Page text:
Pregnant mothers who ate DHA-enriched eggs during the last three months of pregnancy had an increased length of gestation, report researchers.

The team found that gestation increased by six days in the group taking eggs with added docosahexaenoic acid (133mg DHA per egg) compared to the ordinary egg (33mg DHA per egg) group. They report their findings in this month's Obstetrics and Gynecology.

The study, which included 291 subjects, also showed a trend for higher birth weight, length and head circumference with intake of the high-DHA eggs, although the trend did not result in statistical significance.

The study's principal investigator Dr Susan E. Carlson, a Professor in the department of Dietetics and Nutrition at the University of Kansas Medical Center, said: "These data suggest that increasing DHA intake among pregnant women may have great potential in optimizing pregnancy outcomes and the developmental outcomes of their infants as well."Further research to explore the role of DHA in gestation will be carried out in a larger study being conducted at Denver Health Hospital, through a grant awarded to Colorado State University.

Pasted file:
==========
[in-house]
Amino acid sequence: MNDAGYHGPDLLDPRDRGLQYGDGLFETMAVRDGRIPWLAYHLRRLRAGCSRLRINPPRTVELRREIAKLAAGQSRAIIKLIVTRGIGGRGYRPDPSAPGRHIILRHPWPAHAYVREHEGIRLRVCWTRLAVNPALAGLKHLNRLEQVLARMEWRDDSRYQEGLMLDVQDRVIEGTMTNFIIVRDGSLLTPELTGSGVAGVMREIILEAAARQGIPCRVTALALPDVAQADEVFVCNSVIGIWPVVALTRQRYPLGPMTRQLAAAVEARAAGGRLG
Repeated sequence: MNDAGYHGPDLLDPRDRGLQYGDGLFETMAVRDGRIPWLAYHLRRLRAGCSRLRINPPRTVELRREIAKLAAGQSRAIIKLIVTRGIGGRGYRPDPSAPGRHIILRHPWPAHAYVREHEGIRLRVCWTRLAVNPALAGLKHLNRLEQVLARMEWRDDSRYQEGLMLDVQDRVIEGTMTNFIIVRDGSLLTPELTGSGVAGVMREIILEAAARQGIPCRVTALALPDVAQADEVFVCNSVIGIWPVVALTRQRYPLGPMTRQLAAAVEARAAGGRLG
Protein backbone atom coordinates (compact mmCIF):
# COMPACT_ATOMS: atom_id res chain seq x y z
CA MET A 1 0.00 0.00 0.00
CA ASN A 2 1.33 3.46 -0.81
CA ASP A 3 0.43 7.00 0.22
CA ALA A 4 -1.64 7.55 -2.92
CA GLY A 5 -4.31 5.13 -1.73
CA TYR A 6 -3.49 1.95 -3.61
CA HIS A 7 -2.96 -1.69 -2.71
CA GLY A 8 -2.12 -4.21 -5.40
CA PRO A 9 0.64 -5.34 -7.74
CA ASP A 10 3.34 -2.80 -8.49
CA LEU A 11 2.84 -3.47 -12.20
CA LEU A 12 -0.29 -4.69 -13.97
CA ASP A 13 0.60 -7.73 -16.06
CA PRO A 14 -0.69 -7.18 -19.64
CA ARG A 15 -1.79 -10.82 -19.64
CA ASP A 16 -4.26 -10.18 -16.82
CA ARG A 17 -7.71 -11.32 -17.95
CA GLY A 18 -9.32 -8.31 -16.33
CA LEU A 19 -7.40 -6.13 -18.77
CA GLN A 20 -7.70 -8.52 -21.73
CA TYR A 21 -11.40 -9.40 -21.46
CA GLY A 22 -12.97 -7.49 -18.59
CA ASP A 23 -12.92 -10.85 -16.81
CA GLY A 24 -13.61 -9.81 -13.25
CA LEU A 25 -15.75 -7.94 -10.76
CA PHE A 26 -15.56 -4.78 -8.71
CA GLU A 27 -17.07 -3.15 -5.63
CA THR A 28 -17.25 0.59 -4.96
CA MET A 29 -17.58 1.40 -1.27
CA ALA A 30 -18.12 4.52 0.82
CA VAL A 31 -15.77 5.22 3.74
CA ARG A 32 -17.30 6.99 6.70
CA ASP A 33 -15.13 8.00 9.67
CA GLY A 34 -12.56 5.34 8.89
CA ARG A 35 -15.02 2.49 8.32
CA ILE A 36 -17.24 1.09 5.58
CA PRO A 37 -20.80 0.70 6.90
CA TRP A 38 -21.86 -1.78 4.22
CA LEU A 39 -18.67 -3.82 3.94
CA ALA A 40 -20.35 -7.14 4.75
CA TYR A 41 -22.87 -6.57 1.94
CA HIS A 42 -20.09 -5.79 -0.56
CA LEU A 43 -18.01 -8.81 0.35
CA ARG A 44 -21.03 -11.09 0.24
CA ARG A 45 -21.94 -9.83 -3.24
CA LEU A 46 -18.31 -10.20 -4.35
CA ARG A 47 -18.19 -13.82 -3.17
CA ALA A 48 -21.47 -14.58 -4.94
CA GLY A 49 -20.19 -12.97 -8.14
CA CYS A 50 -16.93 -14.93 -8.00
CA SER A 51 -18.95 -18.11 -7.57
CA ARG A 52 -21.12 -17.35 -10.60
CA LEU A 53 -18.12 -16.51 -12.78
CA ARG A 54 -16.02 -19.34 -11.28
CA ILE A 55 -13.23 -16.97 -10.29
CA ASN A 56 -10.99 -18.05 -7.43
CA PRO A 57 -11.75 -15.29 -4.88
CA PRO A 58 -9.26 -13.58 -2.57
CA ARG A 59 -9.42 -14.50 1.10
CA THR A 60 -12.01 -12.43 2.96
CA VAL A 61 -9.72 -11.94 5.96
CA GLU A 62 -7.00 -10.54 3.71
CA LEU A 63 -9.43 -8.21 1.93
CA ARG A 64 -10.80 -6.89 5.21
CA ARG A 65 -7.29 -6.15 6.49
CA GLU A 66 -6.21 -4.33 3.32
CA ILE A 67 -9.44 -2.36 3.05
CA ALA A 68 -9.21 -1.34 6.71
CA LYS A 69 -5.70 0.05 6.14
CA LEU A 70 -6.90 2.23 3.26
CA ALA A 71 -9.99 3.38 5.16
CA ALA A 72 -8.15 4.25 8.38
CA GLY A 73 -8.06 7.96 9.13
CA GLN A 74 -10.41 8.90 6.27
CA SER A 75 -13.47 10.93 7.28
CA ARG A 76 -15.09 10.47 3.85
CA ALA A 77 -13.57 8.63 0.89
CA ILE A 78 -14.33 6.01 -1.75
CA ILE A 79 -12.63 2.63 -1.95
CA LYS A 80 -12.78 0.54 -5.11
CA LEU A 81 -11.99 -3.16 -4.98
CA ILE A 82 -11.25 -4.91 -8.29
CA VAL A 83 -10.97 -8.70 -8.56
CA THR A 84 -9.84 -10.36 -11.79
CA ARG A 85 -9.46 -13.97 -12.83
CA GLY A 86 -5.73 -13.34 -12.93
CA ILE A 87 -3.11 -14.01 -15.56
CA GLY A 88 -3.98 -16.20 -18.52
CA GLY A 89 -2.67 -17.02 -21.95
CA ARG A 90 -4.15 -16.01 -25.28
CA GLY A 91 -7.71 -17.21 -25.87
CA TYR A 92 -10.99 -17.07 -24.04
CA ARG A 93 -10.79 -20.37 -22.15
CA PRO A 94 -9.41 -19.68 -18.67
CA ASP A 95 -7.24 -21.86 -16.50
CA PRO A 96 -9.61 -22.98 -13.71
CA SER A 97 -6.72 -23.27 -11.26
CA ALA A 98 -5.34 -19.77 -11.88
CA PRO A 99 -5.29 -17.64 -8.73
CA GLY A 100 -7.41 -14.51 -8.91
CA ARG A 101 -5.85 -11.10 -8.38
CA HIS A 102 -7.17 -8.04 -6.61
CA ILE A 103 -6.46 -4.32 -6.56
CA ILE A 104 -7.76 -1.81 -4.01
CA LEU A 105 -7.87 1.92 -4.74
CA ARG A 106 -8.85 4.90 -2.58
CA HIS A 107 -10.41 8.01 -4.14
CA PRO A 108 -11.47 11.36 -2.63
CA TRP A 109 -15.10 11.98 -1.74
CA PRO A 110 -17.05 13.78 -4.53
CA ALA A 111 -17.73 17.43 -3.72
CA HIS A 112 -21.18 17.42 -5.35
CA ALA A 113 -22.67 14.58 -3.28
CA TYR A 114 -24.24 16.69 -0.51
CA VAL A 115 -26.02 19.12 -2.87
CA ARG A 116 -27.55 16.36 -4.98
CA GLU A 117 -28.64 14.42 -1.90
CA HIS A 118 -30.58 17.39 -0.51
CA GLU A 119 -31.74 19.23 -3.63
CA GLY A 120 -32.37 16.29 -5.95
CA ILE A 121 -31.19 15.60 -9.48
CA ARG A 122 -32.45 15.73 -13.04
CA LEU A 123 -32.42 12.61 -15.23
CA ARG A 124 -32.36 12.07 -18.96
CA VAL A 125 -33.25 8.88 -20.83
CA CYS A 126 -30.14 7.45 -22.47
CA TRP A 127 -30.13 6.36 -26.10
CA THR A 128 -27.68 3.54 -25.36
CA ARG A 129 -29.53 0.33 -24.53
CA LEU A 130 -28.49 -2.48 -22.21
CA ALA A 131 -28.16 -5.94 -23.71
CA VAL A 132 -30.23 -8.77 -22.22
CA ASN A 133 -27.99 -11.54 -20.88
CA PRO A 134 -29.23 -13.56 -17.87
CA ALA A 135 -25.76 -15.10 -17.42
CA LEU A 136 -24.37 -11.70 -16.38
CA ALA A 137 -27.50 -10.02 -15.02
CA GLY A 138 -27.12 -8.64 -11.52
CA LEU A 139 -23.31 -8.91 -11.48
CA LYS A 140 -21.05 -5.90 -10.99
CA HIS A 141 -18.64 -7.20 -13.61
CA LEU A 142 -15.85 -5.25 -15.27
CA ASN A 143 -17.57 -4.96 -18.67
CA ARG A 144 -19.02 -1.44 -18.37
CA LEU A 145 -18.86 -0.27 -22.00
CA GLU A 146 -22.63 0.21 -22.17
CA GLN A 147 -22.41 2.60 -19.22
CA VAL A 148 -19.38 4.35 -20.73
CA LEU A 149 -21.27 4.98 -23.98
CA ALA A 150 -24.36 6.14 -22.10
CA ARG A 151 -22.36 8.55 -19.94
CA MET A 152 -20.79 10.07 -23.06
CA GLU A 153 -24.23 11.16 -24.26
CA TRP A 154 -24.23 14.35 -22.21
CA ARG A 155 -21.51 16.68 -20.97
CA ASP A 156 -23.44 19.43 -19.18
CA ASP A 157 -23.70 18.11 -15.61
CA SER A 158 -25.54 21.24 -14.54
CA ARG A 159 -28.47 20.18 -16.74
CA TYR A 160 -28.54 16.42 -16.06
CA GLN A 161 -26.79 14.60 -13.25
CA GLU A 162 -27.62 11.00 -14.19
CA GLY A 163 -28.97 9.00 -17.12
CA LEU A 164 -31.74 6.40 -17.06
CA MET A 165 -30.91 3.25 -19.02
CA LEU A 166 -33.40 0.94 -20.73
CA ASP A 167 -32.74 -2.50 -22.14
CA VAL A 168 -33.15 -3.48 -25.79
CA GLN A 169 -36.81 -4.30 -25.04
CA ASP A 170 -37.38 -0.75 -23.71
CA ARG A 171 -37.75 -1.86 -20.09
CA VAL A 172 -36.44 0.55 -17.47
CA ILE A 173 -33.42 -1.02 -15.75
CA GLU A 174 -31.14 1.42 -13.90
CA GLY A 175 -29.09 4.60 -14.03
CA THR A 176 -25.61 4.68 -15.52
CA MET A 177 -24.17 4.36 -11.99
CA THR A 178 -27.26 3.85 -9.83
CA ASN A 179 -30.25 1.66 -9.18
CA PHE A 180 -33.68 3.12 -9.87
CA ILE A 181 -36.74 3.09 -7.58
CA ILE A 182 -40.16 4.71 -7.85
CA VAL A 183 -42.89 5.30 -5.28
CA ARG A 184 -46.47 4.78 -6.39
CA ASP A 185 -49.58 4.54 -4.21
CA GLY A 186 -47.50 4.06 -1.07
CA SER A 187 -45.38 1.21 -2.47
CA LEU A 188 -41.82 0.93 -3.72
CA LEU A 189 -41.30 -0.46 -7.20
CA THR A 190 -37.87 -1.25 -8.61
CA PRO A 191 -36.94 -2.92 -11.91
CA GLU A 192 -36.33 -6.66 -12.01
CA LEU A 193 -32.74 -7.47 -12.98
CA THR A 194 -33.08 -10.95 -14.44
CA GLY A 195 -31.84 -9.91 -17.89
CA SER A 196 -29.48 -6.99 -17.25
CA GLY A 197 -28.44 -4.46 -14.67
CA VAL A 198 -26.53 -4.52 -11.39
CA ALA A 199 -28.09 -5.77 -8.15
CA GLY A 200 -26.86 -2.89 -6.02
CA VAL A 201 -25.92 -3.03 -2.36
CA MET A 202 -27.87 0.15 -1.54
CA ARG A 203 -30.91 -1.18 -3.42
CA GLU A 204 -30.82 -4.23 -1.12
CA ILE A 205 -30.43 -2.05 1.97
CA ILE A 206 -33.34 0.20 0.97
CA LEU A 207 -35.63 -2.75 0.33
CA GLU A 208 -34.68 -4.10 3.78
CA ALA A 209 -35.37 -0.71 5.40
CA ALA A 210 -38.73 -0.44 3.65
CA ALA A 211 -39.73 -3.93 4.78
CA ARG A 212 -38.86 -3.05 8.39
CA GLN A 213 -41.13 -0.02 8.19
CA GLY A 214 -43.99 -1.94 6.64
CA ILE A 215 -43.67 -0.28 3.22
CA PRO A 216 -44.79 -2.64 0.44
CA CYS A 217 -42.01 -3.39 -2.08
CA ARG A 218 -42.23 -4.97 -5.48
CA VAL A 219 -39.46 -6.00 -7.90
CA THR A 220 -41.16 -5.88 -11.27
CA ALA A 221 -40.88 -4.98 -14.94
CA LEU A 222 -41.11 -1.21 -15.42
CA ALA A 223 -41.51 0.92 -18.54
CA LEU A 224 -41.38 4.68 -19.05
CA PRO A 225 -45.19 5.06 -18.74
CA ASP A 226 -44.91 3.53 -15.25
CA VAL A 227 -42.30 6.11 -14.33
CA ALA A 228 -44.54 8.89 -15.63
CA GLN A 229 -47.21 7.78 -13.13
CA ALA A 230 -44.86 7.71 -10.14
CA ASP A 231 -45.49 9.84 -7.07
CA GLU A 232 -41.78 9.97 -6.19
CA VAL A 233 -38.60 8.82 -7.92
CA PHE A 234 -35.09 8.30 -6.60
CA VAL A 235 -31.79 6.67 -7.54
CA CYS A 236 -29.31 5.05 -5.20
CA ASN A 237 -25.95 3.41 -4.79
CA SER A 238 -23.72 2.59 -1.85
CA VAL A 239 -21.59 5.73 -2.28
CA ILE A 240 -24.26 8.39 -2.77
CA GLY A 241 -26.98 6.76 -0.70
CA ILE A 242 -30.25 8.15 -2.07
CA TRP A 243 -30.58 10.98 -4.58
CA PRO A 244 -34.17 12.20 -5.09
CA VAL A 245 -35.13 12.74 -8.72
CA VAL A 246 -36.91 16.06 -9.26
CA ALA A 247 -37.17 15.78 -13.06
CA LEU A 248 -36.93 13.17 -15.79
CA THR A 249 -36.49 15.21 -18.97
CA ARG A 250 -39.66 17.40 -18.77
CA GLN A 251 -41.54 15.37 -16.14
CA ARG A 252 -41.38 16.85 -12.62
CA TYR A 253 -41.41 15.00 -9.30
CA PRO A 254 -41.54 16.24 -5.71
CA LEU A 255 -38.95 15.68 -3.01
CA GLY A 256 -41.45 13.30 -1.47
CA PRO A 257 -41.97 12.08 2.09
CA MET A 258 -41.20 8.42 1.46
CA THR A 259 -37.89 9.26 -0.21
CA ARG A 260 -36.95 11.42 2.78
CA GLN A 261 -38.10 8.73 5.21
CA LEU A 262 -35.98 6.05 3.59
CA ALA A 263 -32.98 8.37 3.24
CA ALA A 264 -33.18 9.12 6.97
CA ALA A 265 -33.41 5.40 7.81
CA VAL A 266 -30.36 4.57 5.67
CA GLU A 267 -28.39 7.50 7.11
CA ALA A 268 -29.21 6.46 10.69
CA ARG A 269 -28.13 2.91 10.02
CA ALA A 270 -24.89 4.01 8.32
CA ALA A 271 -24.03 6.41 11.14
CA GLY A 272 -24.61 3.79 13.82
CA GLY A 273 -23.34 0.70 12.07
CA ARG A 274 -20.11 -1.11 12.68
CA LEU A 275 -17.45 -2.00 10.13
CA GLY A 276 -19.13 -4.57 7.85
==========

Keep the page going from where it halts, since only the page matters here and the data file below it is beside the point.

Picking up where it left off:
Carlson has also studied development in a subset of infants born to women in the pregnancy study. Infants born to women whose blood DHA level was above the median had an accelerated developmental course for attention in infancy compared to infants of mothers whose blood DHA level was below the median. The data will be presented at the Society for Research in Child Development in April.

"This evidence further validates DHA as a critical nutrient impacting infant growth and development," commented Henry Linsert, chairman and CEO of US company Martek Biosciences, which supplied the DHA for the study. "The potential benefits of increasing gestation length are significant."